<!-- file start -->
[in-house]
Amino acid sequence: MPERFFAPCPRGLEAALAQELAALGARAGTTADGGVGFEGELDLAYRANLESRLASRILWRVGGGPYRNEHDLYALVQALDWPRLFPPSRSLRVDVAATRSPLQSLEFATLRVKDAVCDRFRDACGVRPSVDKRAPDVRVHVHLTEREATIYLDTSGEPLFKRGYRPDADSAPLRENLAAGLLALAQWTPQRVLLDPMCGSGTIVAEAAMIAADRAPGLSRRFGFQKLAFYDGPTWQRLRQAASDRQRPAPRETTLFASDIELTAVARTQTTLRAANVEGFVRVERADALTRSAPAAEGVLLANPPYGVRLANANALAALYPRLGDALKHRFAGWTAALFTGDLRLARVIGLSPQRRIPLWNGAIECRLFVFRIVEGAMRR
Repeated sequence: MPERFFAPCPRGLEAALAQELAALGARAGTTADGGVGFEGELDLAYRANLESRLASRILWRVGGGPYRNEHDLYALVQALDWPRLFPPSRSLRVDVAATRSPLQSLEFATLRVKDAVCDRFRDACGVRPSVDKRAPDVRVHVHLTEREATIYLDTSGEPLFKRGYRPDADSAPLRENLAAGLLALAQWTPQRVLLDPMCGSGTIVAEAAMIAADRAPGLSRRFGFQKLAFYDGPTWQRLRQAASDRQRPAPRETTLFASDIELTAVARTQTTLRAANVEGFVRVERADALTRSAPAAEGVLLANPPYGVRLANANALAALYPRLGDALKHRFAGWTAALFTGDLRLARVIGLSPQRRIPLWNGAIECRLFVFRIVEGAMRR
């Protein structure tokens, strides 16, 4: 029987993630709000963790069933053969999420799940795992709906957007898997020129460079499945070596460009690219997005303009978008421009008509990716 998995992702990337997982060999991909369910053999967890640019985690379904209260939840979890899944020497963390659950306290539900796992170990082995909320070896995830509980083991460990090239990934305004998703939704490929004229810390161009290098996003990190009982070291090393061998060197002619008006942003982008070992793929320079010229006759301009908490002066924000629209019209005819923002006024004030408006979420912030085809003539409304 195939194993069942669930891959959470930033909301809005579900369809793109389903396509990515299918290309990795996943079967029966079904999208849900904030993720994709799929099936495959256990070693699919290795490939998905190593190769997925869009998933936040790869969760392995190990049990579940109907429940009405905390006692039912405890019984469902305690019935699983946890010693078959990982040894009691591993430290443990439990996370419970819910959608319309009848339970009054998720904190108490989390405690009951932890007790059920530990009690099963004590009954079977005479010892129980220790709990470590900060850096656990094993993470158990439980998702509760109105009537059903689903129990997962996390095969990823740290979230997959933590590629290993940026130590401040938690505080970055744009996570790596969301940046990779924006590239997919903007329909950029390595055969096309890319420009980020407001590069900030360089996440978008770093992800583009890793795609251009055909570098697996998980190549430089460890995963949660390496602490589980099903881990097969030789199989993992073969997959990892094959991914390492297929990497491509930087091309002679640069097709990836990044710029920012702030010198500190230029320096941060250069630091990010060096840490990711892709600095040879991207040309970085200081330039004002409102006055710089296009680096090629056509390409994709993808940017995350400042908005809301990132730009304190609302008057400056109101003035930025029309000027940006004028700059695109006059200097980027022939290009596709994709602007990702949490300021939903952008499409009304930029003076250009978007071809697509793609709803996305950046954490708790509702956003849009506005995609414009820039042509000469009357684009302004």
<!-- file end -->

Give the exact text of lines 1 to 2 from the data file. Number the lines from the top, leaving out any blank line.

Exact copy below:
[in-house]
Amino acid sequence: MPERFFAPCPRGLEAALAQELAALGARAGTTADGGVGFEGELDLAYRANLESRLASRILWRVGGGPYRNEHDLYALVQALDWPRLFPPSRSLRVDVAATRSPLQSLEFATLRVKDAVCDRFRDACGVRPSVDKRAPDVRVHVHLTEREATIYLDTSGEPLFKRGYRPDADSAPLRENLAAGLLALAQWTPQRVLLDPMCGSGTIVAEAAMIAADRAPGLSRRFGFQKLAFYDGPTWQRLRQAASDRQRPAPRETTLFASDIELTAVARTQTTLRAANVEGFVRVERADALTRSAPAAEGVLLANPPYGVRLANANALAALYPRLGDALKHRFAGWTAALFTGDLRLARVIGLSPQRRIPLWNGAIECRLFVFRIVEGAMRR